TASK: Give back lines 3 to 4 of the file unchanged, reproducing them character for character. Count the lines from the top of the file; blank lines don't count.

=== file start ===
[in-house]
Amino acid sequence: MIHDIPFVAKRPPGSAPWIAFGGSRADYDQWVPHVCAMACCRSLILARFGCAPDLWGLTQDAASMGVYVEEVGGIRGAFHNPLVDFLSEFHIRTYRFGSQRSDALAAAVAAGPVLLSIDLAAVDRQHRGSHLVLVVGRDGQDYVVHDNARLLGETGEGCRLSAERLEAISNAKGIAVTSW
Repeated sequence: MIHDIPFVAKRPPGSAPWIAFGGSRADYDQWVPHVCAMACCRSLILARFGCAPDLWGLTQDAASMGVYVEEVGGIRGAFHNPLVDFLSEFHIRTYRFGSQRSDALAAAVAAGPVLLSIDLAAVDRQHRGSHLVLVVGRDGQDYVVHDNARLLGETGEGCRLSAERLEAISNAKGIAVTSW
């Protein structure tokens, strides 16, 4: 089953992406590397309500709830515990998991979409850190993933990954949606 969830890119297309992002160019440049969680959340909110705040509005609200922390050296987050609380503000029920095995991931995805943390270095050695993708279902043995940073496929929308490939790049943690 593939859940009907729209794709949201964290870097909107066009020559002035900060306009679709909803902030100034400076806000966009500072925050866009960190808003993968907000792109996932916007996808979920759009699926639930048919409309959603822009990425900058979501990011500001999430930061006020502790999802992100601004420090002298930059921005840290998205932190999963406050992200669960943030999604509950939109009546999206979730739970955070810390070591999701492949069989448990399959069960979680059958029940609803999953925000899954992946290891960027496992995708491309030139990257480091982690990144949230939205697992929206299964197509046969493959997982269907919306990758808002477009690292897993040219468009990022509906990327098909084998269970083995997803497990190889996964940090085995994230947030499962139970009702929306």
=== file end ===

Repeated sequence: MIHDIPFVAKRPPGSAPWIAFGGSRADYDQWVPHVCAMACCRSLILARFGCAPDLWGLTQDAASMGVYVEEVGGIRGAFHNPLVDFLSEFHIRTYRFGSQRSDALAAAVAAGPVLLSIDLAAVDRQHRGSHLVLVVGRDGQDYVVHDNARLLGETGEGCRLSAERLEAISNAKGIAVTSW
């Protein structure tokens, strides 16, 4: 089953992406590397309500709830515990998991979409850190993933990954949606 969830890119297309992002160019440049969680959340909110705040509005609200922390050296987050609380503000029920095995991931995805943390270095050695993708279902043995940073496929929308490939790049943690 593939859940009907729209794709949201964290870097909107066009020559002035900060306009679709909803902030100034400076806000966009500072925050866009960190808003993968907000792109996932916007996808979920759009699926639930048919409309959603822009990425900058979501990011500001999430930061006020502790999802992100601004420090002298930059921005840290998205932190999963406050992200669960943030999604509950939109009546999206979730739970955070810390070591999701492949069989448990399959069960979680059958029940609803999953925000899954992946290891960027496992995708491309030139990257480091982690990144949230939205697992929206299964197509046969493959997982269907919306990758808002477009690292897993040219468009990022509906990327098909084998269970083995997803497990190889996964940090085995994230947030499962139970009702929306």